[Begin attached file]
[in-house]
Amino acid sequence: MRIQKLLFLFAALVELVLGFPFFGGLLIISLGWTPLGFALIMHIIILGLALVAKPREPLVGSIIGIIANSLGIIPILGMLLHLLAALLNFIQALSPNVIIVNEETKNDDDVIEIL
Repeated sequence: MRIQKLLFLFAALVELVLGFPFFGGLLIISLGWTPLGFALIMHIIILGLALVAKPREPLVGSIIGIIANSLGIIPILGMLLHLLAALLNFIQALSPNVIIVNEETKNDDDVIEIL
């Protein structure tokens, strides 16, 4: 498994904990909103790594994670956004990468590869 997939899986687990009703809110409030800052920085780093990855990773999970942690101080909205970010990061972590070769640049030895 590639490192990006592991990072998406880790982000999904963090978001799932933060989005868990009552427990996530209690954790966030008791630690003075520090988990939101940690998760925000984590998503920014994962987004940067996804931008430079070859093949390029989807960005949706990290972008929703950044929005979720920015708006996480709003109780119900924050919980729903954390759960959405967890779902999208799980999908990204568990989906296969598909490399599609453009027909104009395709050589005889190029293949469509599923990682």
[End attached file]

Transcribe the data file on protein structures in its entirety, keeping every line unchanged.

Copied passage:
[in-house]
Amino acid sequence: MRIQKLLFLFAALVELVLGFPFFGGLLIISLGWTPLGFALIMHIIILGLALVAKPREPLVGSIIGIIANSLGIIPILGMLLHLLAALLNFIQALSPNVIIVNEETKNDDDVIEIL
Repeated sequence: MRIQKLLFLFAALVELVLGFPFFGGLLIISLGWTPLGFALIMHIIILGLALVAKPREPLVGSIIGIIANSLGIIPILGMLLHLLAALLNFIQALSPNVIIVNEETKNDDDVIEIL
């Protein structure tokens, strides 16, 4: 498994904990909103790594994670956004990468590869 997939899986687990009703809110409030800052920085780093990855990773999970942690101080909205970010990061972590070769640049030895 590639490192990006592991990072998406880790982000999904963090978001799932933060989005868990009552427990996530209690954790966030008791630690003075520090988990939101940690998760925000984590998503920014994962987004940067996804931008430079070859093949390029989807960005949706990290972008929703950044929005979720920015708006996480709003109780119900924050919980729903954390759960959405967890779902999208799980999908990204568990989906296969598909490399599609453009027909104009395709050589005889190029293949469509599923990682």